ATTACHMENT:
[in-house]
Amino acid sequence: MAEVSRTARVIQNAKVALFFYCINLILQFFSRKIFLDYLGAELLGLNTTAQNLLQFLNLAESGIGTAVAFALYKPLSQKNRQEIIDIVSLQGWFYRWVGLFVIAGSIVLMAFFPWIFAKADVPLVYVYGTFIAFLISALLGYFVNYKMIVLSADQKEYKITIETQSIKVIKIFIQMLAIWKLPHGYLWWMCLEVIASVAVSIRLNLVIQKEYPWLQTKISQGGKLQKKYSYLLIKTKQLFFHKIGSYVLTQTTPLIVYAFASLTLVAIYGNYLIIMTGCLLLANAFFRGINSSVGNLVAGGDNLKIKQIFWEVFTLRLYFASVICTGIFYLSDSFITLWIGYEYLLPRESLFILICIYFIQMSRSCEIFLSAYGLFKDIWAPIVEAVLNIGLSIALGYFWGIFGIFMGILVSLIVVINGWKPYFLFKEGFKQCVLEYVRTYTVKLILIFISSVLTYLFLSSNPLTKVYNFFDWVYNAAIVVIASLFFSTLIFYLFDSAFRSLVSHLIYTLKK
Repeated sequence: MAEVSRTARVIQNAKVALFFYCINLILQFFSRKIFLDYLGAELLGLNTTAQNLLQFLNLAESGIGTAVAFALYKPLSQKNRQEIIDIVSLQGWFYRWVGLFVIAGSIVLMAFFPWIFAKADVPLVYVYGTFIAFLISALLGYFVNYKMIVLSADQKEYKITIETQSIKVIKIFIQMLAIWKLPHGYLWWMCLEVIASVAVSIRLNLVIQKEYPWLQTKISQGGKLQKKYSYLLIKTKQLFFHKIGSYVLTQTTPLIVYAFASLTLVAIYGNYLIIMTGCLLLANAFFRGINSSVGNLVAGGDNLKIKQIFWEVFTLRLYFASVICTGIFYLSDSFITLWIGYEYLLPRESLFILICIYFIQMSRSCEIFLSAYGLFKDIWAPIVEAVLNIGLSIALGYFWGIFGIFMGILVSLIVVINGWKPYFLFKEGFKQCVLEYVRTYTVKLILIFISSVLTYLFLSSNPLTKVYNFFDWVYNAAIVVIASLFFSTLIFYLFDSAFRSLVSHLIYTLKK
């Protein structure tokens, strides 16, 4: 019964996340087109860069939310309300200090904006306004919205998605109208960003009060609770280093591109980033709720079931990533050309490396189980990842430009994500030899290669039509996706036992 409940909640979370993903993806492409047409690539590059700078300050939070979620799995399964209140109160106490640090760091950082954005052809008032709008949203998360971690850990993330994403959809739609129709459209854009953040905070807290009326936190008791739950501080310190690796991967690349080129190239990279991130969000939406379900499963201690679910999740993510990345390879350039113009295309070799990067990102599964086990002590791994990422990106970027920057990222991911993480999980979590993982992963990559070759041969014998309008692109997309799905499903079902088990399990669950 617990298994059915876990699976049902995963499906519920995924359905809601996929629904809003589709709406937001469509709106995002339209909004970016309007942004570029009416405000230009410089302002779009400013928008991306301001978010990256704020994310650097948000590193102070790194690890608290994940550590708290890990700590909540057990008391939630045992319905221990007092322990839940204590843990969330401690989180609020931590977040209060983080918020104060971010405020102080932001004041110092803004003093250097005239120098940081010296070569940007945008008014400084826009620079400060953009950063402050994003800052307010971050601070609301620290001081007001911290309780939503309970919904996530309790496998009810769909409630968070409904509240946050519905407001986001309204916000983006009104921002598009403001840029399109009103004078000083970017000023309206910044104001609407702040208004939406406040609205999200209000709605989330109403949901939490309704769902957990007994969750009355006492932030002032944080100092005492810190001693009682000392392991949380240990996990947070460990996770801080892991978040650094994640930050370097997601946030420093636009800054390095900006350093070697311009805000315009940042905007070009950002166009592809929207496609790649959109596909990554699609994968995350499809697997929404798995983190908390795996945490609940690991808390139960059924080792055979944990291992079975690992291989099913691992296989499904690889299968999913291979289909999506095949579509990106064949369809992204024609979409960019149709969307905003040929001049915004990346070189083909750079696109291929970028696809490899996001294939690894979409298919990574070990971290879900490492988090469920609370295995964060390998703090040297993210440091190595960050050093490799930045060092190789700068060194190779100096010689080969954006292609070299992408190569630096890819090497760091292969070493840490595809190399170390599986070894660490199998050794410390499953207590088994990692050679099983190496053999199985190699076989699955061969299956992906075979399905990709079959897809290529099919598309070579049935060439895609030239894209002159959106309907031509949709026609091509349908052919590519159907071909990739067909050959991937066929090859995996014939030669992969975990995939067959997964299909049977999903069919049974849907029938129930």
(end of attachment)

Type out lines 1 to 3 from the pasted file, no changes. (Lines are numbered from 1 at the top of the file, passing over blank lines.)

[in-house]
Amino acid sequence: MAEVSRTARVIQNAKVALFFYCINLILQFFSRKIFLDYLGAELLGLNTTAQNLLQFLNLAESGIGTAVAFALYKPLSQKNRQEIIDIVSLQGWFYRWVGLFVIAGSIVLMAFFPWIFAKADVPLVYVYGTFIAFLISALLGYFVNYKMIVLSADQKEYKITIETQSIKVIKIFIQMLAIWKLPHGYLWWMCLEVIASVAVSIRLNLVIQKEYPWLQTKISQGGKLQKKYSYLLIKTKQLFFHKIGSYVLTQTTPLIVYAFASLTLVAIYGNYLIIMTGCLLLANAFFRGINSSVGNLVAGGDNLKIKQIFWEVFTLRLYFASVICTGIFYLSDSFITLWIGYEYLLPRESLFILICIYFIQMSRSCEIFLSAYGLFKDIWAPIVEAVLNIGLSIALGYFWGIFGIFMGILVSLIVVINGWKPYFLFKEGFKQCVLEYVRTYTVKLILIFISSVLTYLFLSSNPLTKVYNFFDWVYNAAIVVIASLFFSTLIFYLFDSAFRSLVSHLIYTLKK
Repeated sequence: MAEVSRTARVIQNAKVALFFYCINLILQFFSRKIFLDYLGAELLGLNTTAQNLLQFLNLAESGIGTAVAFALYKPLSQKNRQEIIDIVSLQGWFYRWVGLFVIAGSIVLMAFFPWIFAKADVPLVYVYGTFIAFLISALLGYFVNYKMIVLSADQKEYKITIETQSIKVIKIFIQMLAIWKLPHGYLWWMCLEVIASVAVSIRLNLVIQKEYPWLQTKISQGGKLQKKYSYLLIKTKQLFFHKIGSYVLTQTTPLIVYAFASLTLVAIYGNYLIIMTGCLLLANAFFRGINSSVGNLVAGGDNLKIKQIFWEVFTLRLYFASVICTGIFYLSDSFITLWIGYEYLLPRESLFILICIYFIQMSRSCEIFLSAYGLFKDIWAPIVEAVLNIGLSIALGYFWGIFGIFMGILVSLIVVINGWKPYFLFKEGFKQCVLEYVRTYTVKLILIFISSVLTYLFLSSNPLTKVYNFFDWVYNAAIVVIASLFFSTLIFYLFDSAFRSLVSHLIYTLKK